Easiest Vegetables to Grow

| 1/26/2011 9:43:35 AM

Easiest Vegetables to Grow AOEI’m ready to garden! What are the best crops for me to grow in my first garden?  

To guarantee the success of your first garden, stick with the easy vegetables listed here, which grow well in minimally improved soil. (Over time, you can improve your soil by adding organic fertilizers and compost.)

Begin planting your first garden in early spring, about four weeks before your average last frost. Locate information this information in Know When to Plant What: Find Your Average Last Spring Frost Date.

In early spring, kick off the season with these easy-to-grow vegetables and herbs:

  • Salad mix, aka mesclun, is a seed blend of lettuces and other salad-worthy greens. Buy two packets — one that’s mostly lettuce and another that includes mustards, kales or escaroles so you can learn how all these greens grow. Sow small patches of each mix, and then plant a little more a few weeks later. Save your leftover seed in the fridge and plant it in late summer for a lush fall crop.
  • Perennial herbs such as thyme and sage are easy to grow, and they come back each year. Purchase starts, which are grown from cuttings of superior varieties.
  • Potatoes grow from sprouting spuds, and you can grow only one or two plants and get good yields. In your first garden, try planting a few small, organic potatoes purchased at the store.

In late spring, plant these vegetables after your last frost has passed:

  • Bush or pole beans (collectively called green beans) are a top crop for any first garden because they adapt to a wide range of soil types.
  • Tomatoes are a garden favorite, but for your first year I suggest starting with only two types — a cherry, such as ‘Sweet 100’ or ‘Sun Gold,’ and a medium-sized slicing tomato, such as ‘Early Girl.’ Wait until next year, when your soil is better and you have some experience, to try large-fruited heirlooms.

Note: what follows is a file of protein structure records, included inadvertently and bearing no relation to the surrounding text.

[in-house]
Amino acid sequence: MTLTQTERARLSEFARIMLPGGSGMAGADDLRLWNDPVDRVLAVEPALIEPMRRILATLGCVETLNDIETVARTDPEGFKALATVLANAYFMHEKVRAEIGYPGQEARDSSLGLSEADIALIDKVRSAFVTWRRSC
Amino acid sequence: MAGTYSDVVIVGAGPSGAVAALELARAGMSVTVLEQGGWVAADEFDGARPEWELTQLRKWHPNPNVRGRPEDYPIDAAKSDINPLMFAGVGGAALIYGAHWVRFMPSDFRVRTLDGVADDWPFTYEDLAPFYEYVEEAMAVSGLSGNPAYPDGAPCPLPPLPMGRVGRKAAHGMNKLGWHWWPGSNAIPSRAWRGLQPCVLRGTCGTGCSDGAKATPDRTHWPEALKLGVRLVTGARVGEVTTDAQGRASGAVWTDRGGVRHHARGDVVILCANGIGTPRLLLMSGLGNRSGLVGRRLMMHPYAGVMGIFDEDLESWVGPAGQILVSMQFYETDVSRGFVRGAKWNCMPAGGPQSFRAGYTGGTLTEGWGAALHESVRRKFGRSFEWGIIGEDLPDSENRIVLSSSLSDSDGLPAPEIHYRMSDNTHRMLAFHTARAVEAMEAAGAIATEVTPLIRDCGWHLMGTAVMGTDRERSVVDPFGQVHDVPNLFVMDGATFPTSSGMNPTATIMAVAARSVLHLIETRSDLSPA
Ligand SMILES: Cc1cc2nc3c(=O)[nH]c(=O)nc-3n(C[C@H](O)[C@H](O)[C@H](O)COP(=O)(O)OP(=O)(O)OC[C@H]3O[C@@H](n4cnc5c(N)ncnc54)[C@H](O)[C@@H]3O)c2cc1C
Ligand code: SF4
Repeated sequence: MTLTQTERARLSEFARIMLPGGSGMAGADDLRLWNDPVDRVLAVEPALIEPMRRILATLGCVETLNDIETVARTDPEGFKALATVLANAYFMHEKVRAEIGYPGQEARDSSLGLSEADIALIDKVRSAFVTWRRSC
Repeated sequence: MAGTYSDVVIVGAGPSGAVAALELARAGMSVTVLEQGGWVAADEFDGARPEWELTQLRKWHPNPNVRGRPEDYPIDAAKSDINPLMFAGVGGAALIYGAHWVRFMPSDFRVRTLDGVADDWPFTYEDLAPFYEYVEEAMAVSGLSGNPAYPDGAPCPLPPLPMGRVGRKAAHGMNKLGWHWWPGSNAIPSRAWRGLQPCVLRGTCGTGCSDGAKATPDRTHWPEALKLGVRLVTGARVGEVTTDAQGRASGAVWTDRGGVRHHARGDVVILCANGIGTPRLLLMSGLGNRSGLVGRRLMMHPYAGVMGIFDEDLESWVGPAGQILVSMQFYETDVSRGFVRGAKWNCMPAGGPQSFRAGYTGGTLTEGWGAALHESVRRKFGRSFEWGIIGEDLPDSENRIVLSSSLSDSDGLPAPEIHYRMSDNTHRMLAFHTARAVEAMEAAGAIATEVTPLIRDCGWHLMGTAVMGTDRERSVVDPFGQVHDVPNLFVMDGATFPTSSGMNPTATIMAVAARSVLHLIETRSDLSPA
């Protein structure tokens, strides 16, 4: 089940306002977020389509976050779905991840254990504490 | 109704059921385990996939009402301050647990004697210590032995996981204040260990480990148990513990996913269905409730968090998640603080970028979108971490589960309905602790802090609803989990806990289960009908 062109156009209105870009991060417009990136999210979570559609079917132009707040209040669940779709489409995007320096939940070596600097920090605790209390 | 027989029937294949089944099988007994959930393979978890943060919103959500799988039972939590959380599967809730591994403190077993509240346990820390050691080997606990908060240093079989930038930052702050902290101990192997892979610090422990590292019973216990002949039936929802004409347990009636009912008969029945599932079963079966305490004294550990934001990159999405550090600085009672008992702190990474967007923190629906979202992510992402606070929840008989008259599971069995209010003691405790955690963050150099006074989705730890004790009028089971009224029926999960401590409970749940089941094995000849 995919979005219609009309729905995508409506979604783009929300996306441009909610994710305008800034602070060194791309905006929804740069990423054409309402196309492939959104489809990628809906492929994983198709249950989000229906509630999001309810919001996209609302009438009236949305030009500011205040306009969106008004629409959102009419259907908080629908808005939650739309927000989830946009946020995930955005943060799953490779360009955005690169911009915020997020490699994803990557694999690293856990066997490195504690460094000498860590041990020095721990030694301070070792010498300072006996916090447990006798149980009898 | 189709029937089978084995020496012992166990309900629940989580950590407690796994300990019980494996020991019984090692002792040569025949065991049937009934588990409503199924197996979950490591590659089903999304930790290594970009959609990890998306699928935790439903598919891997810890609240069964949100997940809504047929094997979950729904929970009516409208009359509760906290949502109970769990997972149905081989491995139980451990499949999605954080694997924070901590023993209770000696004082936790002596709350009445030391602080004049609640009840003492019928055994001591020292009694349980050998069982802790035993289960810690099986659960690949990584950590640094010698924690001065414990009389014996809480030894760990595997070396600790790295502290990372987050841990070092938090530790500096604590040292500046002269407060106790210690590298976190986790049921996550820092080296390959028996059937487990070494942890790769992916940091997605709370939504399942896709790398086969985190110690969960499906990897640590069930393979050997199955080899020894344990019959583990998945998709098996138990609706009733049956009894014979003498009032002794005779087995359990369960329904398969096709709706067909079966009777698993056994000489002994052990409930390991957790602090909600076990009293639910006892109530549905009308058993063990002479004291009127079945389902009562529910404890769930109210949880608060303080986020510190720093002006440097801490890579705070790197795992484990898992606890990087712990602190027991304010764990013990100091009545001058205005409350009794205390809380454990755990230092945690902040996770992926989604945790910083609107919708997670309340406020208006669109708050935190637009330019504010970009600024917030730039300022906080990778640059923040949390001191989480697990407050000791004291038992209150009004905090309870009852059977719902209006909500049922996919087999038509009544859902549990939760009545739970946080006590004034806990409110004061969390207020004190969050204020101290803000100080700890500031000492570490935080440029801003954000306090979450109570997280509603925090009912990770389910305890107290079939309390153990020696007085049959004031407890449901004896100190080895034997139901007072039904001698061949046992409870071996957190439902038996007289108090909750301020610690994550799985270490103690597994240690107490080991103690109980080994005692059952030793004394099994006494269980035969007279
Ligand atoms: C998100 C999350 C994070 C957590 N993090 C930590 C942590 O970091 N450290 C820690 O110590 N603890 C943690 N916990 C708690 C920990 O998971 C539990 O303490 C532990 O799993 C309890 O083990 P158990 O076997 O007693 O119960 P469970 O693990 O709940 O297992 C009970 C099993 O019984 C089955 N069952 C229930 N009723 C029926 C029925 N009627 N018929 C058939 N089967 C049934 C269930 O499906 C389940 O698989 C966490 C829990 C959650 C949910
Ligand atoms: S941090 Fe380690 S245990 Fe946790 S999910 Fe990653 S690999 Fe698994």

• Summer squash can be phenomenally productive, but put in at least three plants to ensure good pollination and fruit set.

In late summer, plant more mesclun and fill other vacant space with arugula or Japanese turnips — two underappreciated gourmet vegetables that will grow like gangbusters until cold weather brings your first garden to a close. Good luck!

Adie B
3/25/2011 7:50:35 PM

I like your list -- I'm just really surprised not to see radishes on the list! They grow FAST, and are really easy (they're always recommended for kids' gardens for those reasons!) They don't take up much space, and they give you a real mental boost because of the speed of them... they helped get me hooked on gardening!

Maria Barker
3/25/2011 5:18:10 PM

Truly easy vegetables? Dandelion and plantain never, ever, EVER fails. Daylilies are easier than potatoes and you don't have the virus issues. Rhubarb also does not fail. Jerusalem artichokes grow wild here and never fails. Keep the squash, yes, but plant corn in your squash patch. Tomatoes are cheap or free when everyone is producing them, so I would not mess with them if easy is your goal. Stick to something you can plant as a seed or tuber outside in your garden at first. As for beans, choose a variety that makes good shell beans and dried beans. That way, if you misjudge the harvesting time, the crop is not wasted because some green beans are just no good at all if you let them get a bit too old. If you make a mistake it is good to know you can wait a bit and get shell beans, or let them dry completely and you have good, easily stored food for winter.

Mike Lieberman
1/27/2011 10:28:54 AM

Greens are what I always recommend when people ask. Besides being easy to grow, they are the veggies that people will most likely use as well.

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